At some point, many memory care patients lose track of daytime and nighttime and their circadian rhythm gets thrown off. They might sleep for a few hours and wake up thinking that it’s time for breakfast when it’s 1 a.m.

Making sure your loved one has plenty of access to daylight during the day can be an easy way to help, but color-changing light bulbs can really make a difference. They’re more expensive, but some newer bulbs like the Phillips Hue system can be programmed to be more blue-hued “daylight” light during the day time and of a more red dusk light at night. The red-hued light doesn’t stimulate the brain as much as the blue-hued light does, so it can be a way to signal the time of day without windows.

Getting enough sleep at night helps everyone’s brain function better. It’s especially important for older adults with Alzheimer’s or dementia.

  1. You also can (and should) modernize door knobs

This is simple: door knobs are often difficult to grasp. Changing door handles throughout the house to the lever-style handles make it easier for everyone to get in and out of the house and between rooms with ease.

  1. Consider making the bathroom more accessible

This change could be as simple as putting in a different toilet or as difficult as a complete remodel. It can be easy for a loved one to fall getting in or out of a bathtub, so a retrofitted walk-in tub can be helpful.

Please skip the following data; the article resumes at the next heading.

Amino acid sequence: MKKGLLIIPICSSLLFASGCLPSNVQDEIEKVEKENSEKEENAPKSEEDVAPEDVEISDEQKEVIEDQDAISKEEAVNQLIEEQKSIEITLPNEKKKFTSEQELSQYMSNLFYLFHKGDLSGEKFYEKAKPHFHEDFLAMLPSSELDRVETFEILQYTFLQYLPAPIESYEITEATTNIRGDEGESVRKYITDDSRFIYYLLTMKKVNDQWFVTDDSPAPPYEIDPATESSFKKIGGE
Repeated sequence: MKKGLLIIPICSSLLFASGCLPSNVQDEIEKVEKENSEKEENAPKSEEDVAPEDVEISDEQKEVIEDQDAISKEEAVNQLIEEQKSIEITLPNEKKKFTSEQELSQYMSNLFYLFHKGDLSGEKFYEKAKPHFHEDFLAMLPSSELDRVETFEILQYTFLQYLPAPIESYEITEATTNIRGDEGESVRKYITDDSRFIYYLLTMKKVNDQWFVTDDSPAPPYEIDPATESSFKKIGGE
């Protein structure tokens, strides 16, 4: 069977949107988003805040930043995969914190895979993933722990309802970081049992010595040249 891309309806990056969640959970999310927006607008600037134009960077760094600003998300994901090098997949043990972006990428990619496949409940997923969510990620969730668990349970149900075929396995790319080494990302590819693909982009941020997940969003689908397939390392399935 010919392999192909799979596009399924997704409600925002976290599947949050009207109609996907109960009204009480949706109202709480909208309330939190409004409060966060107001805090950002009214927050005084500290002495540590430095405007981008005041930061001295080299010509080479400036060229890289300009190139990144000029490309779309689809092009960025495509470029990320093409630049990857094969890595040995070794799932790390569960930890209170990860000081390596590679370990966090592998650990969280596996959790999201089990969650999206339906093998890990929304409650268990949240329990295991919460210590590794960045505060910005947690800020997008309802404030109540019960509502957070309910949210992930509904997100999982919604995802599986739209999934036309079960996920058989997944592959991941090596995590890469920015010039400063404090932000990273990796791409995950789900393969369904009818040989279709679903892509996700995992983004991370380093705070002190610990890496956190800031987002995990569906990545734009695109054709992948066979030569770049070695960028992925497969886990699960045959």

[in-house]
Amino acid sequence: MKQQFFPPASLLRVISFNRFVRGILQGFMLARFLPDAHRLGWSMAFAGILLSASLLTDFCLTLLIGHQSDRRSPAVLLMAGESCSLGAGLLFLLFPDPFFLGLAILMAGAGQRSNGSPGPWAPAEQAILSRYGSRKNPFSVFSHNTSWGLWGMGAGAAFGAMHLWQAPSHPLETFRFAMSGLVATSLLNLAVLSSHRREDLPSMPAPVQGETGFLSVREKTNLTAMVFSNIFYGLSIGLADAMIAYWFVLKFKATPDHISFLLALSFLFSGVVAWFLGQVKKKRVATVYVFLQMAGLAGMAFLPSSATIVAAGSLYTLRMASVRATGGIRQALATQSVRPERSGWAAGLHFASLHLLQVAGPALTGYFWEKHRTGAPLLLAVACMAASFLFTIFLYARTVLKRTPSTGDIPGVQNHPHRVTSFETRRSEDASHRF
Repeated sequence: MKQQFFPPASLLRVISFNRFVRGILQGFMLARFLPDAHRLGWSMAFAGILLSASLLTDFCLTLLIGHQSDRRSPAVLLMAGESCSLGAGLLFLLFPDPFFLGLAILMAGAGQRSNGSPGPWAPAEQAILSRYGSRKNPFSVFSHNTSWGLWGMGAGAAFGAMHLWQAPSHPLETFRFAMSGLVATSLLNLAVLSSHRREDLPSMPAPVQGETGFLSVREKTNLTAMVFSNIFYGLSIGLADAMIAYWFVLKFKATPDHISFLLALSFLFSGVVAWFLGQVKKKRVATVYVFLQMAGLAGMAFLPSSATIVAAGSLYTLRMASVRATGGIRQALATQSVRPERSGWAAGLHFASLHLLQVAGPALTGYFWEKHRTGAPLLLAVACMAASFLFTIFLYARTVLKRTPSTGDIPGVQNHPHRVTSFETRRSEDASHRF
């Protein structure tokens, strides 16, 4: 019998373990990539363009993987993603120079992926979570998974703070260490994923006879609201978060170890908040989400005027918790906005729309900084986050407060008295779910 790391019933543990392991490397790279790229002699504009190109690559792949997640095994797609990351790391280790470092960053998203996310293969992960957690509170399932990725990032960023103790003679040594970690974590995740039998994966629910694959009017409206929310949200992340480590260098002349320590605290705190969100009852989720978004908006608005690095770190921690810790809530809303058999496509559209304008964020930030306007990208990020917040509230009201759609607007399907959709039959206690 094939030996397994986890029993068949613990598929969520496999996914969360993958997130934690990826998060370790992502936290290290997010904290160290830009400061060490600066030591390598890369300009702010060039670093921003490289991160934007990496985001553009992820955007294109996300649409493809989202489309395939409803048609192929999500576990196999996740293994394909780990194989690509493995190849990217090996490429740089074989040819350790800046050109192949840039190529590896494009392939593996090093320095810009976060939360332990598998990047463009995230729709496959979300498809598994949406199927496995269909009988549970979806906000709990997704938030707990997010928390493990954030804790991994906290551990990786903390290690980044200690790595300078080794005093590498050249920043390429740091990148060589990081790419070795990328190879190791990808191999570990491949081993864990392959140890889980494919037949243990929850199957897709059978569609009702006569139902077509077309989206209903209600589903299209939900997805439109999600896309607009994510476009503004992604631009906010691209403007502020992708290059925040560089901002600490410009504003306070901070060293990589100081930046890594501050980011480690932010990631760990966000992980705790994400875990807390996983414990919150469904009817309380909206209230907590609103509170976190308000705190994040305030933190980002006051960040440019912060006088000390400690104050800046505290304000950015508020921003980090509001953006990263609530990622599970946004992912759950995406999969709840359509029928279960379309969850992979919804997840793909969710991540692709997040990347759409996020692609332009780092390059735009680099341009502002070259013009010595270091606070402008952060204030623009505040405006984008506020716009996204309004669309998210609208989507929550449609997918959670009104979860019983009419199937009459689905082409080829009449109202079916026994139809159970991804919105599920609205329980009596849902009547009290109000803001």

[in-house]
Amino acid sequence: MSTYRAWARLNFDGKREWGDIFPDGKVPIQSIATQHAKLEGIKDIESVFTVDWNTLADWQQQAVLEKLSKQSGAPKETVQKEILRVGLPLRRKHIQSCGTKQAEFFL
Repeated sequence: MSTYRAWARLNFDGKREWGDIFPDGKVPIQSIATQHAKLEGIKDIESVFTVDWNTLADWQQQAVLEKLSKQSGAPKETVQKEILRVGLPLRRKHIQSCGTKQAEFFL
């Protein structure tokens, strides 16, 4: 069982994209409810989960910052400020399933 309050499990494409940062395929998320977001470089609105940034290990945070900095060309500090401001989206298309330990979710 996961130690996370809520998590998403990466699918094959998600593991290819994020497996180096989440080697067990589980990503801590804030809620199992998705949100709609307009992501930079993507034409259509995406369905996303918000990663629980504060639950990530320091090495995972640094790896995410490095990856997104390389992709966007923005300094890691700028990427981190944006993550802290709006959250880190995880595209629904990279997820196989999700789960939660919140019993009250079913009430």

1. Think about getting a medical boom lift

If your loved one struggles getting in and out of bed or a chair, you might consider getting a medical lift boom. This can be helpful especially if you have an in-home caretaker, but can also be of use without a professional caretaker.

Lift booms can range from a few hundred to a few thousand dollars, but you might be able to get one for a little bit cheaper from friends or neighbors who have used them in the past.

  1. Install other safety precautions

There are more safety hazards in your home than just stairs. Consider installing shutoffs for gas appliances, Van Elk said.

“This can cause frustration but at some point you’re walking the line of ‘Am I eliminating frustration or am I eliminating them burning the house down or filling the house with gas?’” he said. “Yes, be optimistic, but also know that this person cannot do A, B or C at some point.”

That’s not to say that cooking is off the table. In fact, since many people learn to cook at a young age, cooking with your loved one can be really rewarding. They’ll likely remember how to do certain tasks and can feel like they’ve accomplished something that helps the family.

  1. Block off long hallways, especially if there are several locked doors

If your home has a labyrinth of hallways or even just one hallway with a lot of doors that will be locked, it’s a good idea to block off this area with a gate. A baby gate will do, but a shower curtain blocking your loved one from seeing what they can’t get to can also help reduce frustration, Van Elk said.

  1. Make sure they’re getting socialized

Everyone needs socialization, especially memory care patients. If they live alone or spend a lot of time alone, make sure there are friends and neighbors who can stop by even for an hour once a week, Van Elk said. Consider hiring a nurse who visits weekly and builds a relationship with your loved one.

Socialization goes beyond having people to talk to as well. Make sure they have the ability to engage with the world around them. Consider getting a subscription to a newspaper or large-print magazine on a topic they like.

“It’s routine, it’s easy for them to understand,” Van Elk said. “That dose of familiarity is really helpful.”

Help make the world easier to navigate for Alzheimer’s and dementia patients. Attending the Walk for Alzheimer’s on June 17 in South Bend. REAL Services & Home Comfort Experts are All In For Alzheimer’s.